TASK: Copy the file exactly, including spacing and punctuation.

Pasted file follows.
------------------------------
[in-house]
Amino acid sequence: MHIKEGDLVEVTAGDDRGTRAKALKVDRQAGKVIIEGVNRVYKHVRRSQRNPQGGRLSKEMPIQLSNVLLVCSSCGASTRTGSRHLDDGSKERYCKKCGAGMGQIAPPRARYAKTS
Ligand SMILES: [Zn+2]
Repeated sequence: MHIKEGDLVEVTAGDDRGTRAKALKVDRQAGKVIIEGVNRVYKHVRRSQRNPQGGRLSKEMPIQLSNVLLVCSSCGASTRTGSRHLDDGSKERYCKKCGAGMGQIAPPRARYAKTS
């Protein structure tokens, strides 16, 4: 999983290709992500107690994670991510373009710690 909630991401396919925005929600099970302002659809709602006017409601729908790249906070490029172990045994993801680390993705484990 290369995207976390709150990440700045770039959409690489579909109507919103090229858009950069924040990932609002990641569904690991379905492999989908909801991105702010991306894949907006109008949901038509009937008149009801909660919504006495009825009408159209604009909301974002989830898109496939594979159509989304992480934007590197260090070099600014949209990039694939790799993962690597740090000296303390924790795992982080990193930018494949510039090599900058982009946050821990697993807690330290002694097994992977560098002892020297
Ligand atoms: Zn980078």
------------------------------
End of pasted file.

[in-house]
Amino acid sequence: MHIKEGDLVEVTAGDDRGTRAKALKVDRQAGKVIIEGVNRVYKHVRRSQRNPQGGRLSKEMPIQLSNVLLVCSSCGASTRTGSRHLDDGSKERYCKKCGAGMGQIAPPRARYAKTS
Ligand SMILES: [Zn+2]
Repeated sequence: MHIKEGDLVEVTAGDDRGTRAKALKVDRQAGKVIIEGVNRVYKHVRRSQRNPQGGRLSKEMPIQLSNVLLVCSSCGASTRTGSRHLDDGSKERYCKKCGAGMGQIAPPRARYAKTS
């Protein structure tokens, strides 16, 4: 999983290709992500107690994670991510373009710690 909630991401396919925005929600099970302002659809709602006017409601729908790249906070490029172990045994993801680390993705484990 290369995207976390709150990440700045770039959409690489579909109507919103090229858009950069924040990932609002990641569904690991379905492999989908909801991105702010991306894949907006109008949901038509009937008149009801909660919504006495009825009408159209604009909301974002989830898109496939594979159509989304992480934007590197260090070099600014949209990039694939790799993962690597740090000296303390924790795992982080990193930018494949510039090599900058982009946050821990697993807690330290002694097994992977560098002892020297
Ligand atoms: Zn980078």